The Peppertree decision appears to be in conflict with Ohio’s Seventh Appellate District’s decision in Headley v. Ackerman, 2017-Ohio-8030, which seems to analyze this issue under a different lens. We will update this blog post in the event of an appeal to the Ohio Supreme Court.



Update Regarding Ohio Land Professional Registrations

Posted in Energy

The Ohio Department of Commerce, Division of Real Estate & Professional Licensing, recently reached out to Ohio’s “land professionals” (i.e., oil and gas landman registered with the Division) concerning renewing their registerations. Ohio law requires land professionals to renew their registrations annually on or before April 30. However, in light of House Bill 197, land professionals now have additional time to renew their registrations. House Bill 197 extends the deadline for land professionals to renew registrations to either ninety days after the emergency order ends or December 1, 2020 – whichever is sooner. Further, during this time period, a land professional’s registration will remain active even though it has not been renewed.


U.S. Supreme Court: Indirect Discharge Into Groundwater Covered Under Clean Water Act

Posted in Energy, Environment

On April 23, 2020, the U.S. Supreme Court, in a 6-3 decision, held that a permit is required for either “a direct discharge of pollutants from a point source into federally regulated navigable waters, or when there is the functional equivalent of a direct discharge.” County of Maui, Hawaii v. Hawaii Wildlife Fund et al., Case No. 18-260 (April 23, 2020). The decision focused on whether the Clean Water Act (CWA) regulates groundwater and thus has implications for sites with contaminated groundwater and the use of CWA citizen suits. The Court majority fashioned a 7 factor test to determine whether groundwater is regulated under the CWA. The case was on appeal from the 9th Circuit Court of Appeals.

At issue in the case was whether the County of Maui’s (Maui) unpermitted injection of wastewater into deep underground wells that then seeped into groundwater and, via groundwater transport, ultimately discharged into the Pacific Ocean, violated Section 301 of the CWA, which prohibits the discharge of any pollutant into the navigable waters of the United States. 33 U.S.C 1311(a). The Court, based on an analysis of three key terms expressly defined under the CWA – “pollutant”, “point source”, and “discharge of a pollutant”, rejected Maui’s means-of-delivery test under which a permit is required only if the point source itself (e.g. a pipe) delivers the pollutant to navigable waters. Justice Breyer, who authored the majority opinion, noted that if Maui’s interpretation were accepted, a pipe owner could “simply move the pipe back, perhaps only a few yards, so that the pollution must travel through at least some groundwater before reaching the sea.”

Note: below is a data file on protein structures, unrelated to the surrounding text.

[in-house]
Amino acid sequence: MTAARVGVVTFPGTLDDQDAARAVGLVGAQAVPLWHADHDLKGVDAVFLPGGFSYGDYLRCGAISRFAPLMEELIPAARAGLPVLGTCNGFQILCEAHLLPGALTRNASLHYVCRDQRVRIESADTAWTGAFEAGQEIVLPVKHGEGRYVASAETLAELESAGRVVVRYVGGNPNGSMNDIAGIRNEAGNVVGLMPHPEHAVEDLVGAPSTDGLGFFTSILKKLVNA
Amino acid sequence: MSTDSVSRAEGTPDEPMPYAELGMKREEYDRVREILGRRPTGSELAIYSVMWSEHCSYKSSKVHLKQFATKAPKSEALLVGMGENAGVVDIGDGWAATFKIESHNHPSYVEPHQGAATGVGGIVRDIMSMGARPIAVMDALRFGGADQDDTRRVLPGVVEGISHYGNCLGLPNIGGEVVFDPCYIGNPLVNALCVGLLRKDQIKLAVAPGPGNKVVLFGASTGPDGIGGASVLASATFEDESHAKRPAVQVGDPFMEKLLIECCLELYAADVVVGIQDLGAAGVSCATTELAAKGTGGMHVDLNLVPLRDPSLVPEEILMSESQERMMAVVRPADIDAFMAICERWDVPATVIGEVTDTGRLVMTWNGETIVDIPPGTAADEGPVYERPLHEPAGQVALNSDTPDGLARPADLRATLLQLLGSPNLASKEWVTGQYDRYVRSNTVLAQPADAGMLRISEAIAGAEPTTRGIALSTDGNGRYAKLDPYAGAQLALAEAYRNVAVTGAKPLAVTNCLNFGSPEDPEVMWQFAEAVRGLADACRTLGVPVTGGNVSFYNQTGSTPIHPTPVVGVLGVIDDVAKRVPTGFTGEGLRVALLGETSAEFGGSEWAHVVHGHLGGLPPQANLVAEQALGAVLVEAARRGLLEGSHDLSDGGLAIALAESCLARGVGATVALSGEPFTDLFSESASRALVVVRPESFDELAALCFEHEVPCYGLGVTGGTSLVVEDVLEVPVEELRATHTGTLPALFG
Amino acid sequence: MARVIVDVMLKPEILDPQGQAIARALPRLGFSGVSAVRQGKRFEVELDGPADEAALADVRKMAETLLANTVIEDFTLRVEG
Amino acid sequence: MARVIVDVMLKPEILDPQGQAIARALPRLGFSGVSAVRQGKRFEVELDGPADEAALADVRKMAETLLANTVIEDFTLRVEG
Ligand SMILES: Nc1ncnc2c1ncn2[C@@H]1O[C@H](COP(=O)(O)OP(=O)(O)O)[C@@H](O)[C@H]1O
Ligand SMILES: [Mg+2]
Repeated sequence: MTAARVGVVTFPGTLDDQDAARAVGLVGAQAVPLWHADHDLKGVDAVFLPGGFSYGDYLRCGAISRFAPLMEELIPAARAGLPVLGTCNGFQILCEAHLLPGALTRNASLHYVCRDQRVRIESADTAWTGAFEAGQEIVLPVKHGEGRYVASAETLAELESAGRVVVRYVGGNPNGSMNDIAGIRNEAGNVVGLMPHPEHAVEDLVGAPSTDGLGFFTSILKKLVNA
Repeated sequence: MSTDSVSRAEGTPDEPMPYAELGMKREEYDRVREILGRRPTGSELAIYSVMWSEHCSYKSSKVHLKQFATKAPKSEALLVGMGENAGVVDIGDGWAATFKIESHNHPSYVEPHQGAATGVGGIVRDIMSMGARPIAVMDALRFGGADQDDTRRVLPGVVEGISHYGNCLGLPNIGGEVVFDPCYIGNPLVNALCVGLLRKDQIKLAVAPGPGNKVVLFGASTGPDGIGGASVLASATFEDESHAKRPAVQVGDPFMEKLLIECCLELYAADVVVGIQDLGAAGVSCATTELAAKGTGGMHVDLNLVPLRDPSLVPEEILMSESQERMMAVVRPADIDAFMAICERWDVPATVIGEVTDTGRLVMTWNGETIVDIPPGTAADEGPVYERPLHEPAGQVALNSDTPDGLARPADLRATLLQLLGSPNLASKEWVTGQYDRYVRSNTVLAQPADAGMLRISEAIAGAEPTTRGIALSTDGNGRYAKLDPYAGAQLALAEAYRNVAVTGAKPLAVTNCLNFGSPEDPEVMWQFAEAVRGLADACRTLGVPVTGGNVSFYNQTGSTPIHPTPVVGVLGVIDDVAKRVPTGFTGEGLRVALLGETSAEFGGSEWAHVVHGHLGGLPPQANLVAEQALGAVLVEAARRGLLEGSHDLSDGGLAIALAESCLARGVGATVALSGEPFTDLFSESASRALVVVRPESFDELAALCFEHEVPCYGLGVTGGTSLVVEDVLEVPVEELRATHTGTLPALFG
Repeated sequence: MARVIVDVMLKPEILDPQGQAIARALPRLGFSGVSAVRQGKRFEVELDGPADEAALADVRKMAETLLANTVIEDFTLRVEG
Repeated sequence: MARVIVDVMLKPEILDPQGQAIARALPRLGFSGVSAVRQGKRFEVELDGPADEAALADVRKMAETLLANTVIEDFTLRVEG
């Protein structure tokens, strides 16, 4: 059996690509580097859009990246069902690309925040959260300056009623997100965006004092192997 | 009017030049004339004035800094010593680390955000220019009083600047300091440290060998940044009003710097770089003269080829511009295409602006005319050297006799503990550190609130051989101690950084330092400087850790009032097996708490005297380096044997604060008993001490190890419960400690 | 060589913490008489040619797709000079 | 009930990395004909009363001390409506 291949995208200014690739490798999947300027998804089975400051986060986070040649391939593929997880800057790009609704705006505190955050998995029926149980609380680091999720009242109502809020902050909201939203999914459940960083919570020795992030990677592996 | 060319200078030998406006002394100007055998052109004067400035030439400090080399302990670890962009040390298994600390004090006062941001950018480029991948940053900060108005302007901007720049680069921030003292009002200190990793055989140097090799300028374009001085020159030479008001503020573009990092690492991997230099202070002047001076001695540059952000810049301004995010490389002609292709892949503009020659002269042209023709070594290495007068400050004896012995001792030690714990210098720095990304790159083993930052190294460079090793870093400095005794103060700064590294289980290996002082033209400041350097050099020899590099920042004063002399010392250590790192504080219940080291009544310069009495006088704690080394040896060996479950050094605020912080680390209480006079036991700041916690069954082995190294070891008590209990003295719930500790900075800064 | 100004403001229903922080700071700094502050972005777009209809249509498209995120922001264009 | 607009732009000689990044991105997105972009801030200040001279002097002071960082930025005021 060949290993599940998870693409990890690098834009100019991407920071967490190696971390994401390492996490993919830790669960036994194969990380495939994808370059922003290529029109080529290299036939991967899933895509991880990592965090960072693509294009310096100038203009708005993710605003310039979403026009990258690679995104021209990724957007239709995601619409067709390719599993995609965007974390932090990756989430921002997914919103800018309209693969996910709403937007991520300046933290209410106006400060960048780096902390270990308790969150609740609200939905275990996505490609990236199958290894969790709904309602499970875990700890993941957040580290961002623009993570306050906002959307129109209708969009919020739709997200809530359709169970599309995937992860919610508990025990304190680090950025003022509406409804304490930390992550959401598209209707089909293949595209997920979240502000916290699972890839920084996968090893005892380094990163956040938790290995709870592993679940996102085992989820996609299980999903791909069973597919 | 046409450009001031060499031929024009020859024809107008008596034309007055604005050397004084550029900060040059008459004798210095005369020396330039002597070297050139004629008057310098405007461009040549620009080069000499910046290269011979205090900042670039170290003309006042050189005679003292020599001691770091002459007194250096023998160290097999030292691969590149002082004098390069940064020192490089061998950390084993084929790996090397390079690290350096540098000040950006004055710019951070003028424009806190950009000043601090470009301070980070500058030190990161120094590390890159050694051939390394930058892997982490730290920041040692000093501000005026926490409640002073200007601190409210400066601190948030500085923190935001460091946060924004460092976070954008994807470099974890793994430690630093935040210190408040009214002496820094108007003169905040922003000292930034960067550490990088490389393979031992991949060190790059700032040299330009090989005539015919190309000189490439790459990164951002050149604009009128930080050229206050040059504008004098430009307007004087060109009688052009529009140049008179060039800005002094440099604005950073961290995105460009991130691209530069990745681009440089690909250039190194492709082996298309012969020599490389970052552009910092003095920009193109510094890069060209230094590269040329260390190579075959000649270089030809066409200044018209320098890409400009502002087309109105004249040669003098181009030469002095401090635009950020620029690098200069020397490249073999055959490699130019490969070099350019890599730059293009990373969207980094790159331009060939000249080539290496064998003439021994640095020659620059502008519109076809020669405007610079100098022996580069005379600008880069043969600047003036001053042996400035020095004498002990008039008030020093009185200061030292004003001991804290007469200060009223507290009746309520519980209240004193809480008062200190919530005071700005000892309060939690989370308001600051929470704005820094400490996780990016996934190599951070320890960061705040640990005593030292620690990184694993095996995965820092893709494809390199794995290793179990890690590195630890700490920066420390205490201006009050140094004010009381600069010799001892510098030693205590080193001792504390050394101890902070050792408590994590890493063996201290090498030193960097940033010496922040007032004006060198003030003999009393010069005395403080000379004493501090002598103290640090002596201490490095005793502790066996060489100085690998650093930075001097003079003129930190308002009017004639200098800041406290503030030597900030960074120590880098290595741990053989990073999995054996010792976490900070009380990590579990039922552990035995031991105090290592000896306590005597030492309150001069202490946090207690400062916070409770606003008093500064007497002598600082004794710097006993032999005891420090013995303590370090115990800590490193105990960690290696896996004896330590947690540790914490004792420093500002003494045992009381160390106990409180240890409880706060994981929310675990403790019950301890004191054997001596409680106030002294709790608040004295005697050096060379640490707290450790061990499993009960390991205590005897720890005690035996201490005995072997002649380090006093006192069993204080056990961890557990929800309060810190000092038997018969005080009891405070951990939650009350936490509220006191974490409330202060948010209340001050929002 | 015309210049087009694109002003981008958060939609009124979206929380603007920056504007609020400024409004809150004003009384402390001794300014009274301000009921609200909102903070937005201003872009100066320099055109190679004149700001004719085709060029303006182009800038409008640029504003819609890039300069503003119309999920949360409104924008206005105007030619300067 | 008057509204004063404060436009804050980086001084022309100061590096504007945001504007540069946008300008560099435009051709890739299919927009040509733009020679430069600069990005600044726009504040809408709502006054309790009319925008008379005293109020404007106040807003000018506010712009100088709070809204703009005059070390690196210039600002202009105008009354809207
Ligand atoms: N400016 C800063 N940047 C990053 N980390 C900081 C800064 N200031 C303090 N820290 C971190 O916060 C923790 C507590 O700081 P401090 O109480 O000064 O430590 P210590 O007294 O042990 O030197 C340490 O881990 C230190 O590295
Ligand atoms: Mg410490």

The Court also rejected the 9th Circuit’s analysis which held that a permit is required when the pollutants are “fairly traceable” from the point source to navigable waters. The Court held that the “fairly traceable” standard was too broad, citing the “power of modern science” to detect pollutants years after their release in minute quantities. Recognizing that the “functional equivalent” standard lacks specificity, the Court identified seven factors that may be relevant in determining whether the “functional equivalent of a direct discharge” has occurred: (1) transit time, (2) distance traveled, (3) the nature of the material through which the pollutant travels, (4) the extent to which the pollutant is diluted or chemically changed as it travels, (5) the amount of pollutant entering the navigable waters relative to the amount that leaves the point source, (6) the manner by or area in which the pollutant enters the navigable waters, and (7) the degree to which the pollution has maintained its specific identity. The Court further explained that “functional equivalent” decisions should not create serious risks of undermining state regulation of groundwater or of creating loopholes that undermine the CWA’s basic federal regulatory objectives.

The three dissenting justices (Gorsuch, Thomas and Alito), held that a permit is only required for direct discharges into navigable waters.

U.S. EPA and Army Corps Publish Final Navigable Waters Protection Rule

Posted in Energy, Environment

On April 21, 2020, U.S. EPA and the Army Corps of Engineers published the final Navigable Waters Protection Rule amending the definition of “Waters of the United States” (the “2020 WOTUS Rule”). Under the 2020 WOTUS Rule, four categories of jurisdictional WOTUS are subject to regulation under the Clean Water Act (CWA):

1. The territorial seas and traditional navigable waters,
2. Perennial and intermittent tributaries to those waters,
3. Certain lakes, ponds, and impoundments, and
4. Wetlands adjacent to jurisdictional waters

The 2020 WOTUS Rule also identifies 12 categories of water features that are excluded from the definition of WOTUS, including ephemeral features, groundwater, and several ditches. In an effort to provide clarity and maintain consistency with the express language of the Clean Water Act, the 2020 WOTUS Rule revises the definition of several key terms and includes newly defined key terms. Some of the new and revised key terms defined under the final 2020 WOTUS Rule include: “tributary”; “adjacent wetlands”; “upland”; “waste treatment system”; “perennial”; “intermittent”; and “ephemeral”.

The 2020 WOTUS Rule is effective on June 22, 2020. Once effective, the 2020 WOTUS Rule replaces the October 2019 “Step One Rule,” which repealed the 2015 WOTUS Rule and re-codified the pre-2015 rules. Litigation surrounding the 2015 WOTUS rule was plentiful and contentious. The 2020 WOTUS Rule is expected to face similar legal challenges.